Friday, January 27, 2012

Envisioning That Better Future -- Eight: The End of Empire

The Imperial route is widely seen as the natural outcome of all serious civilized human endeavor. The Empire, under this viewpoint, is not just natural, it is necessary. You cannot have civilization without it. Why just look at Europe after Rome fell. Obvious, isn't it? No civilization there again until Leonardo and Michelangelo. A thousand years of Darkness and Despair.

Except there was no pan-European empire in Leonardo's day or Michelangelo's time. In their Italy, there was no unified government; there was instead a plethora of more or less independent city-states many of which endured until the middle of the 19th Century.

Rome began as a quasi-independent city-state, as did Athens long before it. In fact, both are said to have originated as collections of neighboring hamlets that formed themselves into a political unit with no ambitions, supposedly, beyond common defense against marauders and pirates.

Both went through democratic periods, periods of tyranny, periods of prosperity, periods of suffering and collapse, and both eventually expanded their reach and rule far beyond their civic boundaries. Both were cruel masters to Natives under sway of their colonial outposts. Both faced frequent rebellion on the Peripheries of their empires; often enough, they faced rebellion right at home.

Observers at the time celebrated their Empires while some denounced and decried them. To Imperialist believers, Empire is necessary for there to even be civilization; to skeptics, Empire saps and destroys civilization because of its overwhelming human and financial costs.

The Imperial overreach of Athens was subsumed by the overreach of the Macedonians subsequent to the subjugation of Athens to Sparta. The center did not hold. But then, what of Sparta? Athens endures; Sparta is gone with the wind, as if it never was, though its legend lives on. The Macedonian empire of Alexander fragmented even before it was fully formed, and the semi-nations that took its place were themselves absorbed and acquired by Rome in the by and bye.

Nothing is forever. And no ruler is ever certain of his throne.

The American experience is of course derived in part from ideas that originated in Athens and Rome, and the impulse to Empire has been part and parcel of the American Dream since the beginning. While the foundation of the nation may have been in rebellion against the British Imperial authority, the Imperial impulse itself was maintained upon independence and it was strengthened with the establishment of the Constitution. Put another way, Empire is built in to the formulation of the State itself.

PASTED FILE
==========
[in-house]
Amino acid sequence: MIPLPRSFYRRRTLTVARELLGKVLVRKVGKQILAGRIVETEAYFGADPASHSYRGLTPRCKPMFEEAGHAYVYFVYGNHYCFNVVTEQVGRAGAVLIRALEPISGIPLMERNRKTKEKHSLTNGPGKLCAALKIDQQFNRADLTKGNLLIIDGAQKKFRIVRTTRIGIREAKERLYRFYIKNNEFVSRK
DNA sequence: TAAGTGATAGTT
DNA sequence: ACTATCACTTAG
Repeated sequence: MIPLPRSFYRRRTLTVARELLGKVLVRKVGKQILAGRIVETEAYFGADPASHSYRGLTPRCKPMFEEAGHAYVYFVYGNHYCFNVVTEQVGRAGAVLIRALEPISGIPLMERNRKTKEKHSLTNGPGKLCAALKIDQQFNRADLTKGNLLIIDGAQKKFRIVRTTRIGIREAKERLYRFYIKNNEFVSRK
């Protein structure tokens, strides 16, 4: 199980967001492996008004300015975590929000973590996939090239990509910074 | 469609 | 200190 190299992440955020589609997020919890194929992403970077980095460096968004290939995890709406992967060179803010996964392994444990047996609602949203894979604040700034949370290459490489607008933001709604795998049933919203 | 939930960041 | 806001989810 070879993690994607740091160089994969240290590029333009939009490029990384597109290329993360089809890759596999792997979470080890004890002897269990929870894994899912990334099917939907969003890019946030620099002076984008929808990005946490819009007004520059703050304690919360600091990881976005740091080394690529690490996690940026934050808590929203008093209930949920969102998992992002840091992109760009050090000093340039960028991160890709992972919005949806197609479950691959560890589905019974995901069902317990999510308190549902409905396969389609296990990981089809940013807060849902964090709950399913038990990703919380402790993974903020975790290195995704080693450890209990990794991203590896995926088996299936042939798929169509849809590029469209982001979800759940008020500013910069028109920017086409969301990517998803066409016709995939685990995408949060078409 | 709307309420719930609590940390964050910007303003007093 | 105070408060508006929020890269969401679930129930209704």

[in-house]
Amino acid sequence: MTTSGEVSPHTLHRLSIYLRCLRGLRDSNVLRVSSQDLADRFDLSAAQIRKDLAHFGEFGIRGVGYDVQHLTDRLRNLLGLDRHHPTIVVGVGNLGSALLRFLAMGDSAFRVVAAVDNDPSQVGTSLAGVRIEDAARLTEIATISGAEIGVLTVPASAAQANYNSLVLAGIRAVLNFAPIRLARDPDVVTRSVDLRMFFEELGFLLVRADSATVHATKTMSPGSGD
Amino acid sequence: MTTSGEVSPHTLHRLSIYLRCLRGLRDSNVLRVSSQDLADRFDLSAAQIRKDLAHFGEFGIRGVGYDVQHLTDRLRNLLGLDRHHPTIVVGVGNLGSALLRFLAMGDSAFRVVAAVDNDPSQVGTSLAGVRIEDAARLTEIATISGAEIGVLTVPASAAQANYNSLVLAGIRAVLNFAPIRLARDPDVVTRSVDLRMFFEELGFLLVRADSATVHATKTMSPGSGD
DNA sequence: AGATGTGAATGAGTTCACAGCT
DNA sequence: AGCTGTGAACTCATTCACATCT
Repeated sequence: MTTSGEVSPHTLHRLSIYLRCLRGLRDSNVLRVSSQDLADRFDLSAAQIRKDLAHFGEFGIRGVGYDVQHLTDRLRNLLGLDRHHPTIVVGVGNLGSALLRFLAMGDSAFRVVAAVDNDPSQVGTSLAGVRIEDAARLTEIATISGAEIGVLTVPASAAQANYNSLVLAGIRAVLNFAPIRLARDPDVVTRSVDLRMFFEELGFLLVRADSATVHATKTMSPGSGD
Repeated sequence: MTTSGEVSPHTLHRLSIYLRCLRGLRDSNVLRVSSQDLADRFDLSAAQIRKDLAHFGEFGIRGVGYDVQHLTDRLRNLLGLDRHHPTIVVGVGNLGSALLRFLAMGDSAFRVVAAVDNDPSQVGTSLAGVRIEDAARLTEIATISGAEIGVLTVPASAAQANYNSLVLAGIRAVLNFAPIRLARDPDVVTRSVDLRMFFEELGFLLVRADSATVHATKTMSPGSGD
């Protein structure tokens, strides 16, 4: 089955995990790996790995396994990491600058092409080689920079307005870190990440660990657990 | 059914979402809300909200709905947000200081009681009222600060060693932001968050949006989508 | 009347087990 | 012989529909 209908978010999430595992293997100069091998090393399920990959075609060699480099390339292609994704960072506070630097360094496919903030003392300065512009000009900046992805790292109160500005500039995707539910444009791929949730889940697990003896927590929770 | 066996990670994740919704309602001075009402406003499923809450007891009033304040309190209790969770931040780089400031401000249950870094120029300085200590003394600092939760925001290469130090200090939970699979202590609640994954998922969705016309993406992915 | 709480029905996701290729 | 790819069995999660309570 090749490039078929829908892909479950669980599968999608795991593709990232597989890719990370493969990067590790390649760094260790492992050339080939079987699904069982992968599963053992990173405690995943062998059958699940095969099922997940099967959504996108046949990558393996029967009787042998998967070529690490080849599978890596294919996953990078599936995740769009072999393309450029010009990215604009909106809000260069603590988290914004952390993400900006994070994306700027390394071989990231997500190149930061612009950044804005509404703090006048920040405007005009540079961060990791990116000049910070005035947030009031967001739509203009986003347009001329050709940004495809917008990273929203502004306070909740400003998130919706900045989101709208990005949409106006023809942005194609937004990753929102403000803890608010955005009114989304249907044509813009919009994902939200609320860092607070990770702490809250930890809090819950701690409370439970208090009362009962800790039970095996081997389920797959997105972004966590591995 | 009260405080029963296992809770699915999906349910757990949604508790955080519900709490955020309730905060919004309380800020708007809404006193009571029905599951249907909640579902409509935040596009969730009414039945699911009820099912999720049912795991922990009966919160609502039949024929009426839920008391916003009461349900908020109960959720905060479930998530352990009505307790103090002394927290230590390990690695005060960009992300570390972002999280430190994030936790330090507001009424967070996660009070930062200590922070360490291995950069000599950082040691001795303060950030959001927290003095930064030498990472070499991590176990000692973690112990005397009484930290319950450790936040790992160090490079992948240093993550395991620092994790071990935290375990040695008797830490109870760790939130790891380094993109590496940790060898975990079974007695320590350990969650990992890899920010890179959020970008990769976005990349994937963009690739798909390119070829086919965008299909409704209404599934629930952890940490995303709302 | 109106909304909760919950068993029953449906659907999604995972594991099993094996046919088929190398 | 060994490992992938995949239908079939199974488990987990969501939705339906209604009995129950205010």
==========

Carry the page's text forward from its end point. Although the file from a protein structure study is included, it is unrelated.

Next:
One cannot imagine a non-expansionist United States in the 19th Century. Expansion on the model of Empire was a necessity for survival. When domestic expansion ceased with the "closure of the frontier" in 1890, it was immediately picked up and renewed through overseas expansion and Imperial conquest, starting with Hawaii.

Throughout the early 20th Century, the United States not only ruled its domestic continental Empire, it had far-flung Imperial outposts in the Pacific and Caribbean that it had seized from the decadent Spanish Empire, and it ruled most of Latin America through economic sway, Native proxies, and sometimes directly through military invasion and martial law.

World War I and World War II had the consequence of breaking up the western empires, but in the process, those global conflicts gave rise to three remarkable and in some ways unprecedented domestic empires: the Soviet Union, the Republic of India and the People's Republic of China.

The European imperial outposts were jettisoned one by one and in batches, as Asia and Africa were "decolonized" and independence and self-determination was proclaimed and enshrined everywhere. Well. Sort of.

After a protracted and devastating civil war, at least partially engineered by outside forces including American, the Soviet Union fell heir to nearly the entirety of the former Russian Empire. Well, how about that. The current rump Russian Federation is a mere flickering shadow of what the Tsars and the Commissars had once ruled.

Independent India likewise emerged from a civil war that ensured the separation of Pakistan from India, and cobbled together the numerous semi-autonomous petty kingdoms of British India into a single Republic, a domestic Empire that even the mighty Brits had been unable to forge (or more likely had not wanted to see emerge.)

At the conclusion of China's long and bloody civil war, the Maoists took control of the entire domestic continental empire of China's glorious past; they also established a rigid and successful independence from alien and outside rule by anyone, including their ever-so-helpful Soviet pals.

Possibly to compensate for the loss of so much overseas territory, Western Europeans concentrated on the establishment of some sort of European continental union or domestic Empire, which is still an elusive goal. Perhaps it's not even a desirable one any more given the current financial pickle the Europeans find themselves in.

As part of that financial pickle that effects not just Europe but practically everywhere, we are witness to the rise of transnational corporate enterprises acting independently of governments, whether local, regional, national or international. Some of these enterprises are far wealthier than many nations, and they can operate with apparent impunity wherever and however they want. They capture governments -- as they have captured our own -- and operate them for their own parasitical interests in defiance of law and the People.